By Andrew Nurse
One of the great innovations of the now aging “New Social History” (NSH) was its commitment to uncovering a past about which people knew little. The NSH focused on what we might, in a non-pejorative way, call the broad mass of people: workers, slaves, peasants, First Nations, women, among others whose names appeared at best briefly in the historical record, if at all. The new social historians were guided by a broad range of heuristics (far broader than their critics at the time made it seem) and deployed new investigative strategies. They combed and compiled census records, hunted through archives for any sign of ordinary people, made use of “folklore” and oral traditions, and read official records (court proceedings, marriage and baptismal records, newspaper accounts, chronicles) in different ways.
I “grew up” with the NHS and its work was breathtaking and inspiring. In uncovering the lived experiences of ordinary people, social history brought history to life. For me, the lived experience of past times –with all of its grinding poverty, charismatic religions, popular traditions, and struggles — gave history a purpose that was something more than the “names and dates” one-damn-thing-after-another approach that has been so caricatured by educators, commentators, and historians. I was also struck, and continue to be so, by social history’s profound ethical imperative: everyone deserved to have their history written. It was deeply problematic and politically disturbing to reserve history only for “great men.” There was something powerfully democratic in social history and the fact that “old white men” seemed not to like it only confirmed, to me, its democratic character.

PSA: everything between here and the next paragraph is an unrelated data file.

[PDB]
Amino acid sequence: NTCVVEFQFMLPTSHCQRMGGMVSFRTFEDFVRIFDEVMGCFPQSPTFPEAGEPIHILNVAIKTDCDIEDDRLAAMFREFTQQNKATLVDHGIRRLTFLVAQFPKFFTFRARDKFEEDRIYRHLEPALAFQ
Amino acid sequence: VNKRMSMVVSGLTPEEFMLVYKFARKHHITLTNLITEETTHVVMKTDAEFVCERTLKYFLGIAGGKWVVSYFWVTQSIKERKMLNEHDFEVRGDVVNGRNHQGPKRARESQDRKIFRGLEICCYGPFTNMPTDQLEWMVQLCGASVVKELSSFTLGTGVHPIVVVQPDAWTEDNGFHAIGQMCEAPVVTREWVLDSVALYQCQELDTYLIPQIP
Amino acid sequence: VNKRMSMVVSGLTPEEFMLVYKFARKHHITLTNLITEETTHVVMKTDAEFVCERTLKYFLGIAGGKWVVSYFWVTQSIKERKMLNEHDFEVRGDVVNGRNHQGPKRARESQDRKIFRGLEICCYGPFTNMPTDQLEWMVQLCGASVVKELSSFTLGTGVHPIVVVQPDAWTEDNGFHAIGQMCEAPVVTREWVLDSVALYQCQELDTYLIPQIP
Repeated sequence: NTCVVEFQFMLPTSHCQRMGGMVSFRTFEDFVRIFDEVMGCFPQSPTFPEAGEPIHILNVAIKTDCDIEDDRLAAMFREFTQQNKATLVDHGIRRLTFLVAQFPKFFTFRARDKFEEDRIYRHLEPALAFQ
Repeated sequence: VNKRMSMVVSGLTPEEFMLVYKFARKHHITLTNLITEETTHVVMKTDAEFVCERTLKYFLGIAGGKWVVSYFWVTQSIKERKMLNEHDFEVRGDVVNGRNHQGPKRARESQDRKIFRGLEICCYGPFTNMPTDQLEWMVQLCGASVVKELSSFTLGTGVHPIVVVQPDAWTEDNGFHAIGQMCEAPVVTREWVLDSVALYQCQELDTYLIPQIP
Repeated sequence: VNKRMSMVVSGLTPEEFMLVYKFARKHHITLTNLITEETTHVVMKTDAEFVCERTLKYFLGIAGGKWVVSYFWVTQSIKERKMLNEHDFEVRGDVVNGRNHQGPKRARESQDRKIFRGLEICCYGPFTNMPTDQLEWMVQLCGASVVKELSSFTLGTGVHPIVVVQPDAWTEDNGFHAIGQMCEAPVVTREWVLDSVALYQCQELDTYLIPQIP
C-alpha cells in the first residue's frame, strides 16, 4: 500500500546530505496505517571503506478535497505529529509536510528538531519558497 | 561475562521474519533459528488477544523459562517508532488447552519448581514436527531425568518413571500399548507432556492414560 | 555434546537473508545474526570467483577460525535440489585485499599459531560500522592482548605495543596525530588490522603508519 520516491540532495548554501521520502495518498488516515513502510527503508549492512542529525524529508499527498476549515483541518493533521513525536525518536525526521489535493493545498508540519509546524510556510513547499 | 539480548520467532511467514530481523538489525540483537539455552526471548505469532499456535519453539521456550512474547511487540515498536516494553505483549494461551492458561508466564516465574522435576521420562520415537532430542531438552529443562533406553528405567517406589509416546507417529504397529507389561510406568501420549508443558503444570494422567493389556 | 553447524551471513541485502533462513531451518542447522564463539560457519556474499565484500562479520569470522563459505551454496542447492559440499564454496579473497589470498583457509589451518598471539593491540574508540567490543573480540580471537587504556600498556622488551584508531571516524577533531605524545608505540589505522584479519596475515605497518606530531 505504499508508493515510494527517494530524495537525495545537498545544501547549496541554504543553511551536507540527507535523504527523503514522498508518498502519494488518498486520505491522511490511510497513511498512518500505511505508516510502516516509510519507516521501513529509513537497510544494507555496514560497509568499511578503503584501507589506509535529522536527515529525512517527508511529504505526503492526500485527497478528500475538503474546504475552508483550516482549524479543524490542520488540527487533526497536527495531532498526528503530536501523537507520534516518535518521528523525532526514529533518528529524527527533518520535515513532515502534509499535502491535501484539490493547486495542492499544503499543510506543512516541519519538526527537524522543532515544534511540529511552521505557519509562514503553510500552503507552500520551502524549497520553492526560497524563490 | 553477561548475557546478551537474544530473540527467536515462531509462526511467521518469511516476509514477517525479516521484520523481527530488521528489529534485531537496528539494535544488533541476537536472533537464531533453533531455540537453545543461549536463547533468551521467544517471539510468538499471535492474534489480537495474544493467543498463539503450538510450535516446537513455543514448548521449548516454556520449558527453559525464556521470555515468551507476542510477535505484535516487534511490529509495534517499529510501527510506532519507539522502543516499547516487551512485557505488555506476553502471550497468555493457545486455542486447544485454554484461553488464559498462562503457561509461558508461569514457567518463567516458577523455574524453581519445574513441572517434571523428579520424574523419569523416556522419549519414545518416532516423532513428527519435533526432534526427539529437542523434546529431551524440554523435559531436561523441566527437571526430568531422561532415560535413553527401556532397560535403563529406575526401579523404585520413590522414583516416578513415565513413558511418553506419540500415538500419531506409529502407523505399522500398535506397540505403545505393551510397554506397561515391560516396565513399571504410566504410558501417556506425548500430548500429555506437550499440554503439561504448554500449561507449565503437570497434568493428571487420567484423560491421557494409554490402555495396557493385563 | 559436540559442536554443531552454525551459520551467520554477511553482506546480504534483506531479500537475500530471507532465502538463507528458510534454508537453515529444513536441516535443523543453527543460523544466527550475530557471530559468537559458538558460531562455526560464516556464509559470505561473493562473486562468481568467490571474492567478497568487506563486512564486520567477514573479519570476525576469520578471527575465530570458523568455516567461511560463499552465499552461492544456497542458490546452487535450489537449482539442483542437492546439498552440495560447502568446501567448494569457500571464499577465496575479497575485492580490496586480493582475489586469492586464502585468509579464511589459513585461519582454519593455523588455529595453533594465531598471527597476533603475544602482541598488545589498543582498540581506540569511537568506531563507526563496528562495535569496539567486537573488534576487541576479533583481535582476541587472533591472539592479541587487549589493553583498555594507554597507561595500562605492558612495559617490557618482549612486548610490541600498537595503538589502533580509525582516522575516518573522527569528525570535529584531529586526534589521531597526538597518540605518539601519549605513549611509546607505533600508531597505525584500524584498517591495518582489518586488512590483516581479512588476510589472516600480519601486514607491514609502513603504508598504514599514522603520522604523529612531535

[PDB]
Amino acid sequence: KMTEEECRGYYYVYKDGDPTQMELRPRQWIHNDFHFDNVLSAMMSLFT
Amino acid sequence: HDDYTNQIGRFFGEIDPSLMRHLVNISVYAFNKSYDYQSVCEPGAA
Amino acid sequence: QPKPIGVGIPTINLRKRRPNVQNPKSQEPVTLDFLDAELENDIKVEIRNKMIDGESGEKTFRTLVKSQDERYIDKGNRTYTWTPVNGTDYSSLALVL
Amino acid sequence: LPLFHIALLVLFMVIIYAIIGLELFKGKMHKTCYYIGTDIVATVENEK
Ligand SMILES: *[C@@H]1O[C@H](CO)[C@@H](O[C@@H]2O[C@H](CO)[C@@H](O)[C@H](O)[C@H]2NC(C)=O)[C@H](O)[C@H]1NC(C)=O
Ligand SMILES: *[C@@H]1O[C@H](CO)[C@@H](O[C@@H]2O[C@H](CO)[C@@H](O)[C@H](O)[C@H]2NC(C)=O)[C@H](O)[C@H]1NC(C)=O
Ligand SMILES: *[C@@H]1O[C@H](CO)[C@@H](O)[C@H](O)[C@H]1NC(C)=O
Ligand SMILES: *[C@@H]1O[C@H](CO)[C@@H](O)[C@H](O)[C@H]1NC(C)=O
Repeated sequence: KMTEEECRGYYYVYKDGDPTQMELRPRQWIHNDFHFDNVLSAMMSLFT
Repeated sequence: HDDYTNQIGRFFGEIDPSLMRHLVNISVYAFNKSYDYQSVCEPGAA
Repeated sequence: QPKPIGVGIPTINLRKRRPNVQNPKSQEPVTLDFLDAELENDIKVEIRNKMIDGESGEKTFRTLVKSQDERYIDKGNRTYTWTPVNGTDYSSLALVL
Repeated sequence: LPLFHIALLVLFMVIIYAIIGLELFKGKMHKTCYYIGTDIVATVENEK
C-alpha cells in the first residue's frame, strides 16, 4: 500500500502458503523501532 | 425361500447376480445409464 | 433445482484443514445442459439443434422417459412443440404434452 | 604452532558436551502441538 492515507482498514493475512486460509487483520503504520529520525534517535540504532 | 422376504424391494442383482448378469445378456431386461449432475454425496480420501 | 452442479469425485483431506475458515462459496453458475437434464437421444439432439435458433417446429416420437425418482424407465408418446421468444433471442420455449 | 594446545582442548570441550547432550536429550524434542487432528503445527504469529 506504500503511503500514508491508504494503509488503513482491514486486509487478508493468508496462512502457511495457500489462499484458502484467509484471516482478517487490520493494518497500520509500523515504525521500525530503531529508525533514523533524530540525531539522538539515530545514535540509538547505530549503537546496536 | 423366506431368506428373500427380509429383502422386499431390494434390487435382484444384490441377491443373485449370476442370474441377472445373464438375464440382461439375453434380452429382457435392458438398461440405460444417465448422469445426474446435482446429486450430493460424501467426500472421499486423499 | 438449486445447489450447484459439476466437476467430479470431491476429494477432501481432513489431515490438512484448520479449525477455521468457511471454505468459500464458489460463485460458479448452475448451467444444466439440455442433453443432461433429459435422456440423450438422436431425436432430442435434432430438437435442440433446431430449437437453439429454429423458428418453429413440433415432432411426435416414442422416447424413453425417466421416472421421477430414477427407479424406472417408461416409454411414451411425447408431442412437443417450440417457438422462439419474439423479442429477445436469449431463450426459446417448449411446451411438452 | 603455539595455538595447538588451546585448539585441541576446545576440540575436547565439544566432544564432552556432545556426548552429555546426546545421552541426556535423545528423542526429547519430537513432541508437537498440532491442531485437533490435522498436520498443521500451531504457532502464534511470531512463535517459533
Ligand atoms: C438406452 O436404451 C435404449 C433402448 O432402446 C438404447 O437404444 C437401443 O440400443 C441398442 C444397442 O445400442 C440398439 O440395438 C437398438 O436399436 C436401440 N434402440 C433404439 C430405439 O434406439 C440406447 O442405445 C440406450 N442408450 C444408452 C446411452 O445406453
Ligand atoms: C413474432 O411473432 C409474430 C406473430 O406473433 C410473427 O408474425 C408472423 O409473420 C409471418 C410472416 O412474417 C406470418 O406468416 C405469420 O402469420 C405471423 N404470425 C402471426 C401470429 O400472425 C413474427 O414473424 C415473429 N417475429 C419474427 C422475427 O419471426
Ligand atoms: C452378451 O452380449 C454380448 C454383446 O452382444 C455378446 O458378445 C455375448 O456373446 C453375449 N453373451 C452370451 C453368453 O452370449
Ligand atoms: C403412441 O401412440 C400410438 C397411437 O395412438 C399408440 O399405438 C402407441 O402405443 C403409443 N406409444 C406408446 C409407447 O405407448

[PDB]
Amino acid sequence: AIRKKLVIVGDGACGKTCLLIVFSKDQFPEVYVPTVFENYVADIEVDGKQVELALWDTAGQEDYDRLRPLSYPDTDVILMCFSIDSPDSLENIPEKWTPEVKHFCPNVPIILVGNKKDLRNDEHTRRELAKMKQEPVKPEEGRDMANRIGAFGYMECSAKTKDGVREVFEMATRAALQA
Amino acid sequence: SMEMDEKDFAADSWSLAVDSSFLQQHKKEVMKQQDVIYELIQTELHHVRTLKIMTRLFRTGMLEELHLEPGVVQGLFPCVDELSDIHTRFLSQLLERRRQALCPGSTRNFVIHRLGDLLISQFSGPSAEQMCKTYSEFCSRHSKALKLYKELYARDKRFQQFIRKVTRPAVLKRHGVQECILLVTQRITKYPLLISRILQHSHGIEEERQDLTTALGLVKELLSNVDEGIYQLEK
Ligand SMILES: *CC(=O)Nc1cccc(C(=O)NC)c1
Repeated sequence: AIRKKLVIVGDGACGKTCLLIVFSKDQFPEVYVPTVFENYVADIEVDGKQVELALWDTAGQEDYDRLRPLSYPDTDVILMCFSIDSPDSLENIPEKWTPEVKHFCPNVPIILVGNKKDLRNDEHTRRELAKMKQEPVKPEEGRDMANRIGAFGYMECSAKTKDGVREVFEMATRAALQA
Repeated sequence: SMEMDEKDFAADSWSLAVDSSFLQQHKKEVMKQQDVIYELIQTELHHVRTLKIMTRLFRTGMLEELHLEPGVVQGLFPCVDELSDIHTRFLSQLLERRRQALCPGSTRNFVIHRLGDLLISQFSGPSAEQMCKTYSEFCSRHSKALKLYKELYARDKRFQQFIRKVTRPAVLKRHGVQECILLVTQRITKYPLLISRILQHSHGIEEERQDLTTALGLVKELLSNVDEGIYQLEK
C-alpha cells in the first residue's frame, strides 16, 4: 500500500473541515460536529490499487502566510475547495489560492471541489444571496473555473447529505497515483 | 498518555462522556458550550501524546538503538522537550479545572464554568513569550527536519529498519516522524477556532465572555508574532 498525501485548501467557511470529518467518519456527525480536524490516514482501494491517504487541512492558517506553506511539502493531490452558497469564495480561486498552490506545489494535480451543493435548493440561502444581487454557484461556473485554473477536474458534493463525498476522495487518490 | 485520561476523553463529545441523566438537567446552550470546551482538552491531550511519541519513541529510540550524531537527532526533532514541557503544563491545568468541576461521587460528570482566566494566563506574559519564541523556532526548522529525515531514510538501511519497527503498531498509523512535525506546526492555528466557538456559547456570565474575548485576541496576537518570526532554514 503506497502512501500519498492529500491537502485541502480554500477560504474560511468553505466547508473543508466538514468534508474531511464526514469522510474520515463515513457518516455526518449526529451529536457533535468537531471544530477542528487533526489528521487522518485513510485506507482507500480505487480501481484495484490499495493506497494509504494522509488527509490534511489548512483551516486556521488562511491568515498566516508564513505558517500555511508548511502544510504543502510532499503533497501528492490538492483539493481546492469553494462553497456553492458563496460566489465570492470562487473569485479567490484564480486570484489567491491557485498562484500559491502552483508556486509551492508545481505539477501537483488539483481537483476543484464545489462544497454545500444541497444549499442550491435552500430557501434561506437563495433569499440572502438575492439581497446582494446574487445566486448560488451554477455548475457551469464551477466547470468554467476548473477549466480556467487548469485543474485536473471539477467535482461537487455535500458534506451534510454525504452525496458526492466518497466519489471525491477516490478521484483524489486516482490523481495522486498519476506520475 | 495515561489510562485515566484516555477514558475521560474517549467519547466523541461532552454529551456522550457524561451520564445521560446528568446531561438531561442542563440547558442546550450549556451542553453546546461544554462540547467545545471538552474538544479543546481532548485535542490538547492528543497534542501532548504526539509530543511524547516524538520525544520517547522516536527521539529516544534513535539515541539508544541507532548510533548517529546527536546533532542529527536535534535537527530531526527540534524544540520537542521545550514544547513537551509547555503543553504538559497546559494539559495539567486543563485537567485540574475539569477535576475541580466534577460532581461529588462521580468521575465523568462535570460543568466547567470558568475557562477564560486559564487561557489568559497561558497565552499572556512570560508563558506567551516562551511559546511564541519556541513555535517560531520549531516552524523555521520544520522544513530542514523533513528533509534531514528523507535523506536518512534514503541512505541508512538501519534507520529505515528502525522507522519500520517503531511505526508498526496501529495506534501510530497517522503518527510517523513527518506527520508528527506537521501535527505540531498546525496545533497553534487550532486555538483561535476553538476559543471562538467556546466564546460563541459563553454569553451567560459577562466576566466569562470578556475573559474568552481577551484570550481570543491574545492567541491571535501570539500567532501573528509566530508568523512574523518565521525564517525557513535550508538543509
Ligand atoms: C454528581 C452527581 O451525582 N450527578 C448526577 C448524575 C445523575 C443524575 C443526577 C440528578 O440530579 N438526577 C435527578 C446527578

That was then. Time goes by and I find that I have become one of those “old white men” (well … middle aged) whose work I used to find so misplaced. I have no conversion experience about which to write; no historiographic youthful folly I want to explain away. I read supposed defenses of the so-called “national narrative” with deep disappointment. They seemed to put nothing new on the table and, to me, only historically re-marginalized people in the past who were already marginalized.